Artists find ways to emphasize latest technology

If the box office and premium ticket prices for 3D over the past two years are an indication, auds clearly like seeing Hollywood’s tentpoles on the bigscreen in 3D. The challenge for marketers, especially of live action 3D titles, is how to convey the essence of the experience beyond simply touting that a release is in 3D.

For the upcoming October bow of “Saw 3D,” Lionsgate’s marketing team created the illusion of a 3D eyeball image for posters and online that has real dimensionality onscreen and even seems to move relative the viewer’s position. The rendering was so effective that links to it, posted on several horror and movie sites, went viral.

But marketers are still tackling the challenge of distinguishing 3D films from the growing pack, and communicating the dimensional difference.

“The real key to selling a 3D movie in a 2D marketing environment is to figure out how to get the illusion of 3D in a 2D space,” says producer Charlotte Huggins, whose 3D film credits include “Journey to the Center of the Earth” and “Fly Me to the Moon 3D.”

Until recently, advertising for most 3D films has been fairly straightforward, often decidedly low-tech and non-immersive: a poster of an audience wearing 3D glasses, or recoiling from a movie that seemed to leap out at them. Attenuated characters — long, slender letters that seem to start or end at infinity — are another simple trick used in posters and artwork. (It’s been around since the first wave of 3D. Just look at the poster for 1952’s “Bwana Devil.”). Another technique involves “breaking the frame”: showing a traditional film frame, or screen, and an object breaking away from it (think of the “Despicable Me” double billboards, connected by rope). Advertisers have also used lenticular printing — layering images together to give the appearance of depth — since the 1940s.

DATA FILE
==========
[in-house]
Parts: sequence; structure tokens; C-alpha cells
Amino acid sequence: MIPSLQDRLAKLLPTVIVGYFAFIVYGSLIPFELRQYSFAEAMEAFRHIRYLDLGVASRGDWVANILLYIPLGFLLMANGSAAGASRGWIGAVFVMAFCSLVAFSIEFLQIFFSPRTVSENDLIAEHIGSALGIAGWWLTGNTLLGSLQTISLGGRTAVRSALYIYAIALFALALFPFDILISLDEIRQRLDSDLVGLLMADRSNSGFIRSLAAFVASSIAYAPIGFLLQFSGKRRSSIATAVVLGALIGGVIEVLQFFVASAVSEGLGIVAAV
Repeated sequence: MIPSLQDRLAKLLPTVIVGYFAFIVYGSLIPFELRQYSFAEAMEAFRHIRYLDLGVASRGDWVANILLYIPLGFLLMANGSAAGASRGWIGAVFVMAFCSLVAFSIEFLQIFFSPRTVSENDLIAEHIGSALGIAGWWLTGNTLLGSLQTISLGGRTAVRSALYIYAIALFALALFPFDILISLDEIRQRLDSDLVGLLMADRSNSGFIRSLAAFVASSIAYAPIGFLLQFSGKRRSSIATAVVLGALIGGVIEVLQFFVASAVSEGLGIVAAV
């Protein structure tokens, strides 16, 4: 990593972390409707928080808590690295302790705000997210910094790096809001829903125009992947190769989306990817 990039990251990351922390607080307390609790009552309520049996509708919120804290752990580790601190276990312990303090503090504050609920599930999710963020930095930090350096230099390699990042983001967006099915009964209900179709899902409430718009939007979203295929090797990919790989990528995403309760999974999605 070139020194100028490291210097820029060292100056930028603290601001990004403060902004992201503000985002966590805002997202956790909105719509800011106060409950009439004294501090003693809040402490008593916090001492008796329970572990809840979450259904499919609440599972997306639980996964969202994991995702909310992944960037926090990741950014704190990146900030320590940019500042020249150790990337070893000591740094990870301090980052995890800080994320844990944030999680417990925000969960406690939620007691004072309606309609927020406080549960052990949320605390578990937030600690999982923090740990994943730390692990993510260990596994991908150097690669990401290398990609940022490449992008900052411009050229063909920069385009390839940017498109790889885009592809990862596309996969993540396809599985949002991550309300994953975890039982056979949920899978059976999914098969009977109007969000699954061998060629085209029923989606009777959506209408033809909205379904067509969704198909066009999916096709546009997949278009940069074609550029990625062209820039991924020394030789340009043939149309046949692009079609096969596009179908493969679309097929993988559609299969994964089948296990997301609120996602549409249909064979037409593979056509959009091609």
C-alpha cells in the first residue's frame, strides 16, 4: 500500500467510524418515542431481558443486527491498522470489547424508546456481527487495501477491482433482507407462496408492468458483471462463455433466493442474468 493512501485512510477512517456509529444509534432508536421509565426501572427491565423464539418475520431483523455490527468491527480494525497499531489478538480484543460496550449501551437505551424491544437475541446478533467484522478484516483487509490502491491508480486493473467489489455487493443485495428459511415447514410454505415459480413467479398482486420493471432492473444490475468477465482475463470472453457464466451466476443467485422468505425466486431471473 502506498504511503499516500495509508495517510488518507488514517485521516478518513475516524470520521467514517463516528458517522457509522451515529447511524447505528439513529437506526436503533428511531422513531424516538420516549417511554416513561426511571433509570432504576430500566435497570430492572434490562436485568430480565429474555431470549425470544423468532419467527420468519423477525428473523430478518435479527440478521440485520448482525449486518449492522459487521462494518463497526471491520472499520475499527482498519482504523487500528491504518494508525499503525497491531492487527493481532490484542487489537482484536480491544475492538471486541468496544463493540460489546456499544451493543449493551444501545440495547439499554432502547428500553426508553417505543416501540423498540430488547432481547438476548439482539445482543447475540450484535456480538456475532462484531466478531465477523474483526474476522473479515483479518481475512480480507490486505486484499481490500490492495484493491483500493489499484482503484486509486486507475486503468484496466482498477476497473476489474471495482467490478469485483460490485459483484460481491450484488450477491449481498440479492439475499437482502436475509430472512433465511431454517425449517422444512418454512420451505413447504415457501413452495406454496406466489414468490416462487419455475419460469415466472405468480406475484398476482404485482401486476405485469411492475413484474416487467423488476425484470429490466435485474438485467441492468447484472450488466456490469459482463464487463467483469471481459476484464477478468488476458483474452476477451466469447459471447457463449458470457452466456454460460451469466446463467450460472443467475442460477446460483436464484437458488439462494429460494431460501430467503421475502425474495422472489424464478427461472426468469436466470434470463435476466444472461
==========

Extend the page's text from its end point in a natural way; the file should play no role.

The key art for the just-released “Piranha 3D” used careful imagery and outlines to give the illusion of punched-out letters and 3D fish without having to use special printing technology.

The film’s 2D and 3D trailers also tagged the 3D aspect at the end. More attention came from a Funny or Die video spoof about why the comically gory pic deserves an Oscar, touting “Piranha’s” 3D elements several times while an actress wears old-school red and blue glasses.

While 3D trailers are one of the best tools to lure auds, marketers can’t rely on that method. They can be shown in front of only 3D films, and there often aren’t enough 3D films out at any one time to consistently promo the pics.

Marketing using 3D elements is often more complicated, and certainly more expensive: A trailer costs about 30% more to make in 3D than in 2D, and lenticular posters can run in the hundreds of dollars per poster.

“Everything about 3D is more expensive,” Huggins says.

But the biggest challenge is still strategic. Even if technology exists to make extensive, immersive 3D promos online, studios are wary of anything that could dilute the value of the film itself.

“Studios are reluctant to jump into some of the 3D technology for websites because it takes away from the 3D equity of the theatrical release,” says Michael Romero, partner and managing director of ad agency Heavenspot, adding that while studios are open to ideas, they’re not quite ready to take the plunge. “We have not yet gotten the greenlight to build a full 3D website, but the capabilities are there.”

The challenge for marketers is to design campaigns that best convey the illusion of 3D in a 2D space without taking away from the film’s potency.

“It’s about ingenuity and graphic design and key art design,” says Huggins, citing advertising for “My Bloody Valentine” as a campaign that delivered. The lenticular posters and billboards, she notes, were so well-designed that the image of an axe coming toward the viewer still gave a sense of 3D when transferred to some of the film’s 2D promotional materials.

With the growing roster of 3D movies (23 were released in 2010 and 30 are slated for 2011), marketers are under the gun to make ingenious promos pop — while also seeking to contain costs.

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